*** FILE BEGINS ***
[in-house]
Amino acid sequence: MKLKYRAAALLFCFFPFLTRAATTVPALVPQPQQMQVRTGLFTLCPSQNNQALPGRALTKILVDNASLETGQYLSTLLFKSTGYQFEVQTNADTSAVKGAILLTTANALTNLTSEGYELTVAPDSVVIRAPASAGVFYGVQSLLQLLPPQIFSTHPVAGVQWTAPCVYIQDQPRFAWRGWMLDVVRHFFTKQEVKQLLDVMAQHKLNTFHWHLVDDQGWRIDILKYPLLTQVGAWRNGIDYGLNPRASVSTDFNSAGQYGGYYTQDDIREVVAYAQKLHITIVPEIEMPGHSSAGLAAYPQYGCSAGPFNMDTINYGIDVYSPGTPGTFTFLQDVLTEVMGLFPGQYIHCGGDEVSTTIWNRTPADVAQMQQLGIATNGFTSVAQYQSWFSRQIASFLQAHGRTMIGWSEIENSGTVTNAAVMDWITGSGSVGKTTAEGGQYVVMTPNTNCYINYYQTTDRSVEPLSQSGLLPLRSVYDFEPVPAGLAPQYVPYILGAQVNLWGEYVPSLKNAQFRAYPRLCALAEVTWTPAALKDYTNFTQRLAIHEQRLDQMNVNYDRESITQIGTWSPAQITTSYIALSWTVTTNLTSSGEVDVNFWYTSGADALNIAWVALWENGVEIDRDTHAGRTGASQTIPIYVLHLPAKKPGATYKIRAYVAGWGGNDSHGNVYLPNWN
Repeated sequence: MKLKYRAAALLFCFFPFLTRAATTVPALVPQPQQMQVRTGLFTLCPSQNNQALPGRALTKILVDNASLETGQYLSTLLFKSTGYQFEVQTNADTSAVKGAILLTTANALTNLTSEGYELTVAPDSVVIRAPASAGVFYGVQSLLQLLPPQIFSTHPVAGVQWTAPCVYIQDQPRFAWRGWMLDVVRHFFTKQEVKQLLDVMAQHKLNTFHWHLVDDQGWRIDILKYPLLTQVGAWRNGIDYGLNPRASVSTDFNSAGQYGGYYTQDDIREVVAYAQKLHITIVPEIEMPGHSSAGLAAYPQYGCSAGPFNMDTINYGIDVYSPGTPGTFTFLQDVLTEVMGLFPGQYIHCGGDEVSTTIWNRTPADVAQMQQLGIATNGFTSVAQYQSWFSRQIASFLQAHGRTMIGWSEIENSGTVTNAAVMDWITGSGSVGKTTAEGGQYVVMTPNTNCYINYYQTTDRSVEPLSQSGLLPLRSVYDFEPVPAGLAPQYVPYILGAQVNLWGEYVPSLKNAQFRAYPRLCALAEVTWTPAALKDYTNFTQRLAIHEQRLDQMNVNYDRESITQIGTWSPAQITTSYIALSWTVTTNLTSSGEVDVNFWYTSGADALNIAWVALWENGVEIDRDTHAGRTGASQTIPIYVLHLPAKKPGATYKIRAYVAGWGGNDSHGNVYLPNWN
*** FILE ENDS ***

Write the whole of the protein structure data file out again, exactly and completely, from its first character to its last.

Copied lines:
[in-house]
Amino acid sequence: MKLKYRAAALLFCFFPFLTRAATTVPALVPQPQQMQVRTGLFTLCPSQNNQALPGRALTKILVDNASLETGQYLSTLLFKSTGYQFEVQTNADTSAVKGAILLTTANALTNLTSEGYELTVAPDSVVIRAPASAGVFYGVQSLLQLLPPQIFSTHPVAGVQWTAPCVYIQDQPRFAWRGWMLDVVRHFFTKQEVKQLLDVMAQHKLNTFHWHLVDDQGWRIDILKYPLLTQVGAWRNGIDYGLNPRASVSTDFNSAGQYGGYYTQDDIREVVAYAQKLHITIVPEIEMPGHSSAGLAAYPQYGCSAGPFNMDTINYGIDVYSPGTPGTFTFLQDVLTEVMGLFPGQYIHCGGDEVSTTIWNRTPADVAQMQQLGIATNGFTSVAQYQSWFSRQIASFLQAHGRTMIGWSEIENSGTVTNAAVMDWITGSGSVGKTTAEGGQYVVMTPNTNCYINYYQTTDRSVEPLSQSGLLPLRSVYDFEPVPAGLAPQYVPYILGAQVNLWGEYVPSLKNAQFRAYPRLCALAEVTWTPAALKDYTNFTQRLAIHEQRLDQMNVNYDRESITQIGTWSPAQITTSYIALSWTVTTNLTSSGEVDVNFWYTSGADALNIAWVALWENGVEIDRDTHAGRTGASQTIPIYVLHLPAKKPGATYKIRAYVAGWGGNDSHGNVYLPNWN
Repeated sequence: MKLKYRAAALLFCFFPFLTRAATTVPALVPQPQQMQVRTGLFTLCPSQNNQALPGRALTKILVDNASLETGQYLSTLLFKSTGYQFEVQTNADTSAVKGAILLTTANALTNLTSEGYELTVAPDSVVIRAPASAGVFYGVQSLLQLLPPQIFSTHPVAGVQWTAPCVYIQDQPRFAWRGWMLDVVRHFFTKQEVKQLLDVMAQHKLNTFHWHLVDDQGWRIDILKYPLLTQVGAWRNGIDYGLNPRASVSTDFNSAGQYGGYYTQDDIREVVAYAQKLHITIVPEIEMPGHSSAGLAAYPQYGCSAGPFNMDTINYGIDVYSPGTPGTFTFLQDVLTEVMGLFPGQYIHCGGDEVSTTIWNRTPADVAQMQQLGIATNGFTSVAQYQSWFSRQIASFLQAHGRTMIGWSEIENSGTVTNAAVMDWITGSGSVGKTTAEGGQYVVMTPNTNCYINYYQTTDRSVEPLSQSGLLPLRSVYDFEPVPAGLAPQYVPYILGAQVNLWGEYVPSLKNAQFRAYPRLCALAEVTWTPAALKDYTNFTQRLAIHEQRLDQMNVNYDRESITQIGTWSPAQITTSYIALSWTVTTNLTSSGEVDVNFWYTSGADALNIAWVALWENGVEIDRDTHAGRTGASQTIPIYVLHLPAKKPGATYKIRAYVAGWGGNDSHGNVYLPNWN